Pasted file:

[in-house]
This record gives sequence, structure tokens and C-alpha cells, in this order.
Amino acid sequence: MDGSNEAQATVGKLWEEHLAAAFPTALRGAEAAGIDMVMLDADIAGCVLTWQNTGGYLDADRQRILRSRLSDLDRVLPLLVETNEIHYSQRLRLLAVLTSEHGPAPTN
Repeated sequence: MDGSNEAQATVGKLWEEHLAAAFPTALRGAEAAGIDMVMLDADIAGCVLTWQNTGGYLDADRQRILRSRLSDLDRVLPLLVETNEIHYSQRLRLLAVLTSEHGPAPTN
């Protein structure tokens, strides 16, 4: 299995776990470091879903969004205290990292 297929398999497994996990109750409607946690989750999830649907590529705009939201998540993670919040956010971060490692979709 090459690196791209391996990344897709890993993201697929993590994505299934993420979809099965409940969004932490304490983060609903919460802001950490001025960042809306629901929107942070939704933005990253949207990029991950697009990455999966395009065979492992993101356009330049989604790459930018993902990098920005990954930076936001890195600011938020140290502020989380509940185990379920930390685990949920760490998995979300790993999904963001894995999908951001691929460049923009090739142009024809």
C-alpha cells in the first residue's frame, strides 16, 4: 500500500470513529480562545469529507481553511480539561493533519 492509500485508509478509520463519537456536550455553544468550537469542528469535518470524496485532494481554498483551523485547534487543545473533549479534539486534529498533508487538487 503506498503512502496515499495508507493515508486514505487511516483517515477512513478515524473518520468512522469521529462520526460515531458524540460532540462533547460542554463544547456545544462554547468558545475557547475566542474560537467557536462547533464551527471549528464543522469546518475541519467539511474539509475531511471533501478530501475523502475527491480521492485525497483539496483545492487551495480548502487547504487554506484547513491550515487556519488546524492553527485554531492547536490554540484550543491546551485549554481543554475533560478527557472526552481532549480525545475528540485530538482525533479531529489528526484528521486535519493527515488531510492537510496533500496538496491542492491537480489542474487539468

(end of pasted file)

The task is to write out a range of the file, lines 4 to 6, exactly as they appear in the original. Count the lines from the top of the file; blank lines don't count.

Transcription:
Repeated sequence: MDGSNEAQATVGKLWEEHLAAAFPTALRGAEAAGIDMVMLDADIAGCVLTWQNTGGYLDADRQRILRSRLSDLDRVLPLLVETNEIHYSQRLRLLAVLTSEHGPAPTN
């Protein structure tokens, strides 16, 4: 299995776990470091879903969004205290990292 297929398999497994996990109750409607946690989750999830649907590529705009939201998540993670919040956010971060490692979709 090459690196791209391996990344897709890993993201697929993590994505299934993420979809099965409940969004932490304490983060609903919460802001950490001025960042809306629901929107942070939704933005990253949207990029991950697009990455999966395009065979492992993101356009330049989604790459930018993902990098920005990954930076936001890195600011938020140290502020989380509940185990379920930390685990949920760490998995979300790993999904963001894995999908951001691929460049923009090739142009024809």
C-alpha cells in the first residue's frame, strides 16, 4: 500500500470513529480562545469529507481553511480539561493533519 492509500485508509478509520463519537456536550455553544468550537469542528469535518470524496485532494481554498483551523485547534487543545473533549479534539486534529498533508487538487 503506498503512502496515499495508507493515508486514505487511516483517515477512513478515524473518520468512522469521529462520526460515531458524540460532540462533547460542554463544547456545544462554547468558545475557547475566542474560537467557536462547533464551527471549528464543522469546518475541519467539511474539509475531511471533501478530501475523502475527491480521492485525497483539496483545492487551495480548502487547504487554506484547513491550515487556519488546524492553527485554531492547536490554540484550543491546551485549554481543554475533560478527557472526552481532549480525545475528540485530538482525533479531529489528526484528521486535519493527515488531510492537510496533500496538496491542492491537480489542474487539468